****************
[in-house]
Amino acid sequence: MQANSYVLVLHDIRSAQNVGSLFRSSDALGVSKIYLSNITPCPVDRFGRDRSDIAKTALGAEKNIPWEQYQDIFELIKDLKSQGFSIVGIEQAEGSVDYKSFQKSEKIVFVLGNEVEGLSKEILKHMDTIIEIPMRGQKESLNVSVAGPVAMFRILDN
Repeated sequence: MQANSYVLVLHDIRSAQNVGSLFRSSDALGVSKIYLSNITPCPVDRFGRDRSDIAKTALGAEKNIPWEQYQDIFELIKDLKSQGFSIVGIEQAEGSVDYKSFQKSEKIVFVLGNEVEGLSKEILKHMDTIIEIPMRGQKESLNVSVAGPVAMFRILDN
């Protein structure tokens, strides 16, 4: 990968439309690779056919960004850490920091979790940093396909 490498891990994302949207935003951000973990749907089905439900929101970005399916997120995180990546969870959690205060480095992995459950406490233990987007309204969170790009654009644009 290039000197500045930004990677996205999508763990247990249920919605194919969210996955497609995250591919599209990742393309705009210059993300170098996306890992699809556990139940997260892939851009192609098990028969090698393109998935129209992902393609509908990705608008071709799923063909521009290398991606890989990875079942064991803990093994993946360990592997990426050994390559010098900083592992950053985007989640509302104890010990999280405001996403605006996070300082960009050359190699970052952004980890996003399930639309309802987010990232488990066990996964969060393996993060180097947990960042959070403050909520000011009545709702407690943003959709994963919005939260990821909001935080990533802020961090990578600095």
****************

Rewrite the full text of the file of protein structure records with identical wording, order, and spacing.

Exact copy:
[in-house]
Amino acid sequence: MQANSYVLVLHDIRSAQNVGSLFRSSDALGVSKIYLSNITPCPVDRFGRDRSDIAKTALGAEKNIPWEQYQDIFELIKDLKSQGFSIVGIEQAEGSVDYKSFQKSEKIVFVLGNEVEGLSKEILKHMDTIIEIPMRGQKESLNVSVAGPVAMFRILDN
Repeated sequence: MQANSYVLVLHDIRSAQNVGSLFRSSDALGVSKIYLSNITPCPVDRFGRDRSDIAKTALGAEKNIPWEQYQDIFELIKDLKSQGFSIVGIEQAEGSVDYKSFQKSEKIVFVLGNEVEGLSKEILKHMDTIIEIPMRGQKESLNVSVAGPVAMFRILDN
């Protein structure tokens, strides 16, 4: 990968439309690779056919960004850490920091979790940093396909 490498891990994302949207935003951000973990749907089905439900929101970005399916997120995180990546969870959690205060480095992995459950406490233990987007309204969170790009654009644009 290039000197500045930004990677996205999508763990247990249920919605194919969210996955497609995250591919599209990742393309705009210059993300170098996306890992699809556990139940997260892939851009192609098990028969090698393109998935129209992902393609509908990705608008071709799923063909521009290398991606890989990875079942064991803990093994993946360990592997990426050994390559010098900083592992950053985007989640509302104890010990999280405001996403605006996070300082960009050359190699970052952004980890996003399930639309309802987010990232488990066990996964969060393996993060180097947990960042959070403050909520000011009545709702407690943003959709994963919005939260990821909001935080990533802020961090990578600095």